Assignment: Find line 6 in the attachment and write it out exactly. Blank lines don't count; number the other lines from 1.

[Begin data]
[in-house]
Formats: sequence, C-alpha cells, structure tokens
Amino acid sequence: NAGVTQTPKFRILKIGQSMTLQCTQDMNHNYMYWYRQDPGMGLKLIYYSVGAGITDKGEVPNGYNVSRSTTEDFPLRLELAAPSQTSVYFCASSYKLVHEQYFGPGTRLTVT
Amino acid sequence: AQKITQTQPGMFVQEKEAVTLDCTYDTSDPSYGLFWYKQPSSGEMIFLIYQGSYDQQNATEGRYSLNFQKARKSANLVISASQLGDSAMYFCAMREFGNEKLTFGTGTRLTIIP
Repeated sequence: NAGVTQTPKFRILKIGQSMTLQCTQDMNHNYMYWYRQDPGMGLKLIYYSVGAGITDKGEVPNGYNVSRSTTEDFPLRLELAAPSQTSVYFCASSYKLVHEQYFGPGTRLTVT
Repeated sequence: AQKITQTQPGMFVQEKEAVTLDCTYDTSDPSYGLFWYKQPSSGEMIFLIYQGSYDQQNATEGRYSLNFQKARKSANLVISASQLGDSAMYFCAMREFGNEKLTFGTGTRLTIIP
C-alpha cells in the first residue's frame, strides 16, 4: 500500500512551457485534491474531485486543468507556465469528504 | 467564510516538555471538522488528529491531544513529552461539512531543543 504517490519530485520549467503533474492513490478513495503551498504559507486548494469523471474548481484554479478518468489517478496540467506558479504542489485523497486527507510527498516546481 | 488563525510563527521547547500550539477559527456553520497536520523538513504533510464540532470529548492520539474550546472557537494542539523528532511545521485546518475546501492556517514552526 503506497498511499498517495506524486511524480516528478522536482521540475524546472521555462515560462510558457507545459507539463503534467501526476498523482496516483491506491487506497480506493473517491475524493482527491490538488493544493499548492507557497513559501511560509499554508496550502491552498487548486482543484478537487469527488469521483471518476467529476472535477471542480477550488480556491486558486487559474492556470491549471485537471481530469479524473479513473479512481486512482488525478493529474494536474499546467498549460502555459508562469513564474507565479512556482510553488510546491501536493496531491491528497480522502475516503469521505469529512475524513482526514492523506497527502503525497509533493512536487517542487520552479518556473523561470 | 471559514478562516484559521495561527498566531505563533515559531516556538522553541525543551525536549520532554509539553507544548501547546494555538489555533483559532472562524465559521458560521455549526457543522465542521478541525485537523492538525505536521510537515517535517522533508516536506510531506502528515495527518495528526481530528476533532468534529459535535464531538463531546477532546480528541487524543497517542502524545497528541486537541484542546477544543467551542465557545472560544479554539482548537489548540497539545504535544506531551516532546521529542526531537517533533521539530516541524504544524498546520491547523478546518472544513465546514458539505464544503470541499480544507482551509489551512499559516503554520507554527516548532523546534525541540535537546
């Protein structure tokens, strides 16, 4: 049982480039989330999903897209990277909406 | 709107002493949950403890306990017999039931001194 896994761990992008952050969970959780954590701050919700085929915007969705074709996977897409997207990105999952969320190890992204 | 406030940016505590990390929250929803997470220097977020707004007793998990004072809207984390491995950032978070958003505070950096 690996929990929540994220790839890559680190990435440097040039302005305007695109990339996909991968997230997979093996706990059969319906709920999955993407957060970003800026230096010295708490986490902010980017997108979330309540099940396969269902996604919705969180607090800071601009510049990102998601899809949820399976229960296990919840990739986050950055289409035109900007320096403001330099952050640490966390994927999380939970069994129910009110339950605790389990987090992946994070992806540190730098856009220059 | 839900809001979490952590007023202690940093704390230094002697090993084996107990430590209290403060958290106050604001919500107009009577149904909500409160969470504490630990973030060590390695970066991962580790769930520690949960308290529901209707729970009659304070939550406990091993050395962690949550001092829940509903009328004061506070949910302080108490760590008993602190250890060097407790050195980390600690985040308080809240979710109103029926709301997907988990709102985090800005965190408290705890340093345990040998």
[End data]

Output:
Repeated sequence: AQKITQTQPGMFVQEKEAVTLDCTYDTSDPSYGLFWYKQPSSGEMIFLIYQGSYDQQNATEGRYSLNFQKARKSANLVISASQLGDSAMYFCAMREFGNEKLTFGTGTRLTIIP